Traditionally, embezzlement was fairly easy to recognize. It might involve a disgruntled employee who slipped a few bills out of the till, or an employee who thought no one would notice if some of the company’s product went missing. But in the age of online vendors and automated billing, it may not be as clear cut as it once was. Today, electronic evidence plays a major role in many embezzlement cases. The only potential evidence of a suspect’s innocence or guilt may be a few lines of data that are housed deep in one of the employer’s databanks.
In one ongoing case, an Atlanta-area telecommunications employee is facing charges that he took advantage of an online customer service database to improperly obtain products from a vendor. Prosecutors allege that the man would then sell the products and keep the proceeds.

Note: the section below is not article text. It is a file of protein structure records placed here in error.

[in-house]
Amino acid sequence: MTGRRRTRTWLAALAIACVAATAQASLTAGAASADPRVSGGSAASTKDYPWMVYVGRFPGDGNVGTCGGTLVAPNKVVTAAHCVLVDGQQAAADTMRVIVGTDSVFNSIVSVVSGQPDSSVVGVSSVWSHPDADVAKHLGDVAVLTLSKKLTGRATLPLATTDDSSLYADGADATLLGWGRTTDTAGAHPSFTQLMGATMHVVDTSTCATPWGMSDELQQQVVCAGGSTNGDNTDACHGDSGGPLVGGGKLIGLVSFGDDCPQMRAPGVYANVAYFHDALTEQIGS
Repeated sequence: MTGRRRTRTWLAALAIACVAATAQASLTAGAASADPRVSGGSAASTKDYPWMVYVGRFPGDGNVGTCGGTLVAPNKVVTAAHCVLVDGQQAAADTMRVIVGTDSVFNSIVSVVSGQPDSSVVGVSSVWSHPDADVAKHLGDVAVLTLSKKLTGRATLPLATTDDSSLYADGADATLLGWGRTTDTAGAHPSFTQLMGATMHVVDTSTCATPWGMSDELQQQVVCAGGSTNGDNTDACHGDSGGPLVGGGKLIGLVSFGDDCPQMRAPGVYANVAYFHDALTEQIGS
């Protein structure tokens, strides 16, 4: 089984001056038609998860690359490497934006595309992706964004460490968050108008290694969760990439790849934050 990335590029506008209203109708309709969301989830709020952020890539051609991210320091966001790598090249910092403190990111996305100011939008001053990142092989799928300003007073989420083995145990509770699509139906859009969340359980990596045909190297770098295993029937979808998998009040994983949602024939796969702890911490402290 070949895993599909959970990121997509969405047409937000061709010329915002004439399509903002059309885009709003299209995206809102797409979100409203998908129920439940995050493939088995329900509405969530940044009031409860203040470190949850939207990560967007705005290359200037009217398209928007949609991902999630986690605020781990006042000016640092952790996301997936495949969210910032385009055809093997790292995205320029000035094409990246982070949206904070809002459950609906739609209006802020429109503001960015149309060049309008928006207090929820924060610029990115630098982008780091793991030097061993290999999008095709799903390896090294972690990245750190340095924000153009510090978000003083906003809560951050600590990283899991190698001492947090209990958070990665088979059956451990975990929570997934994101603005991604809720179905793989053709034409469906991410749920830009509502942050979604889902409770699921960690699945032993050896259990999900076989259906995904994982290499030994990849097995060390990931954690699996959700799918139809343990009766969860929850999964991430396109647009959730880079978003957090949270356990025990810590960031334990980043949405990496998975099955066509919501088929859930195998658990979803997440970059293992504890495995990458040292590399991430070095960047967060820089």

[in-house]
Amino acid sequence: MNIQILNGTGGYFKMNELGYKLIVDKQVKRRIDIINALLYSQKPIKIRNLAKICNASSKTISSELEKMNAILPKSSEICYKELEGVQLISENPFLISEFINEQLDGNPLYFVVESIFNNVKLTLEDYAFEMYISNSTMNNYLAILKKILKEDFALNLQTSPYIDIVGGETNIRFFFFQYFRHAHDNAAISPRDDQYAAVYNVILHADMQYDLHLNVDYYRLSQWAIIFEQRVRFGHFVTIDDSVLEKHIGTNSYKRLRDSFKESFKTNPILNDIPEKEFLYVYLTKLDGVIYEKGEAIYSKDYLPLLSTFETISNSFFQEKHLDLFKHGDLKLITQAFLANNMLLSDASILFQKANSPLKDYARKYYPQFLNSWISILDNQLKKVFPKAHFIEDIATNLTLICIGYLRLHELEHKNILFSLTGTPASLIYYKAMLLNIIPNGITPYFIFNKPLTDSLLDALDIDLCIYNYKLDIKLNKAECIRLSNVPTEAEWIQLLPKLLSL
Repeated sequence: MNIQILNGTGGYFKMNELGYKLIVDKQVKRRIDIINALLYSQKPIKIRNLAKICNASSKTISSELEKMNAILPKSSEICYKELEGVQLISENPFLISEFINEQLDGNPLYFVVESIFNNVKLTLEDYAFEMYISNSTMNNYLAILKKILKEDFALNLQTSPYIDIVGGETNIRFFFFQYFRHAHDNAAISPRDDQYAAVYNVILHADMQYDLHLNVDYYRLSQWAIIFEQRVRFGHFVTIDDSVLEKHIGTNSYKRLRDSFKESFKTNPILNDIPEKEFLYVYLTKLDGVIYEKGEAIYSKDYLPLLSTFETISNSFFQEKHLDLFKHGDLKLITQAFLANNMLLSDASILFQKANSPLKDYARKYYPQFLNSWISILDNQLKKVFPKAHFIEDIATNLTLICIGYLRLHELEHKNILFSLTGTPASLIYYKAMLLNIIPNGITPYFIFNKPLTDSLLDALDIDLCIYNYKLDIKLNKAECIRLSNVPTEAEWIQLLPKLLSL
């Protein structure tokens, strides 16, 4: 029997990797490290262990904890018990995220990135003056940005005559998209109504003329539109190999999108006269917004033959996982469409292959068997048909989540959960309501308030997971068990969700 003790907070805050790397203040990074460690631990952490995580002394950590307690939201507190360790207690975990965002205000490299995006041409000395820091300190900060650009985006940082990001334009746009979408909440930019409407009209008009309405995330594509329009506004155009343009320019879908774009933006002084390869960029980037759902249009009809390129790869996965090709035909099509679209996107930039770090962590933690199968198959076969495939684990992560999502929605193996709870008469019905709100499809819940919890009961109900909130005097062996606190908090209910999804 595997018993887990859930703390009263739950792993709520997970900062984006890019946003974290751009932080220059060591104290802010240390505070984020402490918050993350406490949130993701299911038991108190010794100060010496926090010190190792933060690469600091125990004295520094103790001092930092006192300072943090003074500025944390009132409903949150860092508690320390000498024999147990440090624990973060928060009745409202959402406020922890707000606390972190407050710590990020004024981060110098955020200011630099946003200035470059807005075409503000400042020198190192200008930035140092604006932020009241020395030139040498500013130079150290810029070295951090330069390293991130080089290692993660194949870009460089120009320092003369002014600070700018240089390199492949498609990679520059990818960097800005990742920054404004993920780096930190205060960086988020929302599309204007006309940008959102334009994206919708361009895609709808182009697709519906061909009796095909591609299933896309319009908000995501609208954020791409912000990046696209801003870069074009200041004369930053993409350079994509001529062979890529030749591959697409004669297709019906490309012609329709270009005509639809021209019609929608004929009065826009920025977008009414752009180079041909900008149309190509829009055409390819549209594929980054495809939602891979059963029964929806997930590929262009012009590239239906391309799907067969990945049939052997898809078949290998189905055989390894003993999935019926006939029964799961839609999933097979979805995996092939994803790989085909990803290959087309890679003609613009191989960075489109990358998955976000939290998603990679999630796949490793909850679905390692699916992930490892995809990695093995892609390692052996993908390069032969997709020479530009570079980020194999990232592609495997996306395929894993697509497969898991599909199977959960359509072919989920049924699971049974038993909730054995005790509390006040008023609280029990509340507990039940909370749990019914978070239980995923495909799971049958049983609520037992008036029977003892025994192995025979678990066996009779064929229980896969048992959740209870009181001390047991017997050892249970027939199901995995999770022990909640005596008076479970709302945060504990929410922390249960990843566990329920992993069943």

A warranty agreement, between the telecommunications company and the vendor, allowed approved employees to request and receive a replacement product before returning the malfunctioning product. The purpose of this arrangement was to avoid potential telecommunication service interruptions. The employee is charged with ordering replacement parts for products that were still in proper working order, and keeping the new replacement product when it arrived.
When embezzlement charges involve electronic transactions, the potential evidence can take a very different form than the traditional scenarios we mentioned above. When facing these complicated charges, it is important to consult with an attorney who understands electronic evidence and how it will be treated in court.
Source: Atlanta Business Chronicle, “Metro Atlanta ex-Verizon worker charged with fraud,” Dec. 9, 2011